• With parenting comes great rewards. The best part of my day is when I come home from work and I open the garage door. At the top of the stairs are my two girls who are beyond excited to see me. The feeling I get with that reception is something I will never forget and something that motivates me to work harder and provide everything humanly possible that my family needs and wants. With social media, the rewards are very high. Today's media landscape is such that a mommy blogger can have as big of an impact on a brand as a front page Wall Street Journal article. If executed in the right way, companies and organizations will receive a wave of support from brand evangelists who in essence will spread good will amongst your core audience. Basically, social media can fuel the fires of change in basically any corporate or non-profit environment.

  • Finally, as a parent you wonder how your kids will turn out as they get older. You wonder if they will do well in school. You wonder if they will get into good colleges. You wonder what career path they will choose. You wonder if they will be successful and have a family of their own. It's THE big unknown. Social media is the communications unknown. Where is this space really heading? Will Twitter ever mainstream like mobile banking? Will the investments you make up front pay off in the long run? There are just no answers, just more questions.


    As you strategize about what your company or organization wants to do in the social media space, think about tangible, measurable strategies - like crawling then walking. Don't announce that you're going to be on Twitter or launching a Facebook group. How are you going to use it as it relates to your business model? What's the strategy behind it? What are you looking to get out of its use and how are you going to measure it? How will you continue to mold it so it's continuously of interest to your audience (keeping in mind the short attention span of online audiences).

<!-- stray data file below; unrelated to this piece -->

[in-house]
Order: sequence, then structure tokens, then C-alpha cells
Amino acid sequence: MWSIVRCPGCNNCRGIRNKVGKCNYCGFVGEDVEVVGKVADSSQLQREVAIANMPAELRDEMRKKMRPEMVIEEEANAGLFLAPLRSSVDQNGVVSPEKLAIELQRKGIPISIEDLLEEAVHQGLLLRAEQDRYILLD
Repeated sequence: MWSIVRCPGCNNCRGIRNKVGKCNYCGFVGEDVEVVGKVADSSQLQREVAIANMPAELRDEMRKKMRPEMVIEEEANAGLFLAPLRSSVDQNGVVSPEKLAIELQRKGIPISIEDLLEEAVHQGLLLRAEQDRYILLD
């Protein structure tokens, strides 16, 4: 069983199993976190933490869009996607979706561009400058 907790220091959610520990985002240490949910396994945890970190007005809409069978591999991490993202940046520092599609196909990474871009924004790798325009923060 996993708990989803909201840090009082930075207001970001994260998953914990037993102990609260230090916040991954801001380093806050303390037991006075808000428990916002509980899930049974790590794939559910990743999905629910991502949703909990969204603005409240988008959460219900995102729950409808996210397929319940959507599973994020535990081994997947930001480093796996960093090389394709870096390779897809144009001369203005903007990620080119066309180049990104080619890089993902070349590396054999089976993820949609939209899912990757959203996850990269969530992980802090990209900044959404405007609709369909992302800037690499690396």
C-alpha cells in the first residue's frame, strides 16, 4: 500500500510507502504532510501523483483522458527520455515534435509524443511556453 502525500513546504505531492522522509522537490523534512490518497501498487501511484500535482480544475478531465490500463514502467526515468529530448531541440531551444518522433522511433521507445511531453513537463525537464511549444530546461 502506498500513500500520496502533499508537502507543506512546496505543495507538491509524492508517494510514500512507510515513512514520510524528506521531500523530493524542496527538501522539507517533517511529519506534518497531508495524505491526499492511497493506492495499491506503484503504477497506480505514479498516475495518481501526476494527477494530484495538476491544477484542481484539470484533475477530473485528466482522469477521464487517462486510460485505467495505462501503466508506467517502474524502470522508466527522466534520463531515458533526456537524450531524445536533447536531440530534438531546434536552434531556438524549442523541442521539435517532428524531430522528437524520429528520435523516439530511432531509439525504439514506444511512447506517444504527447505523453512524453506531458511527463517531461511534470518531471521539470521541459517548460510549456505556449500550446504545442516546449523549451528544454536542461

Let's move the "conversation" to "conver-actions." It's time to stop the talking and time to start acting.

    So you might say, "great post Don, but you're basically saying the same thing as everyone else is - all talk, no action." Well, you're right...for now. Stay tuned to the PR Finish Line - the work-related blog I write for - as we'll be rolling out something on this very topic: an actionable, tangible point of view on cause marketing with a social media slant that really can help companies and organizations move the needle.)

  • 2 comments:

    AnaRC said...

    This is a great comparison! I love it! As a mother of 3 and the 4th one in the oven I can totally relate. Our clients normally come to us for Application Development (Facebook, MySpace, Bebo and so forth) or for Social Media Marketing Services. During the last year I’ve observed that they go through pregnancy stages too. First the uncertainty of how this Social Media campaign will turn out but the noise is so loud that they can no longer ignore it. At the beginning my clients go through the first trimester with nausea, hormonal changes, fear, anger, excitement, hope and so forth. Once the campaign is out and it becomes viral quick they pass a period of satisfaction, reassurance and joy. Just like the second trimester. Then when the first few speak their mind and make negative remarks, the fear comes back. The finger pointing begins like the third trimester (whose idea was it in the first place?). It’s really hard for companies to interact with the mass. The big guys are used to passive marketing methods on TV & Print. How hard is it to have a bunch of people give an honest opinion mind about your product! They great thing is that the magic is right there, in the buzz, in making conversation, in becoming the subject of conversation.
    Finally when the results in revenue come! the relieve!!! they forget how insulting they became during the painful period. They love you forever. What I love about your post is that I always tell them that this is not the end. New challenges will come! From Now on, I'll just direct them to your blog!

    Don Martelli said...

    Thanks! The funny thing is that social media is really like life's journey. NO one has a clue where it's going. Yea, you can point to some things that have worked and guess where this is all headed, but it's not math. There's never a right answer. Audiences are too complex - even within the same demographic - to slap the same band-aid on it.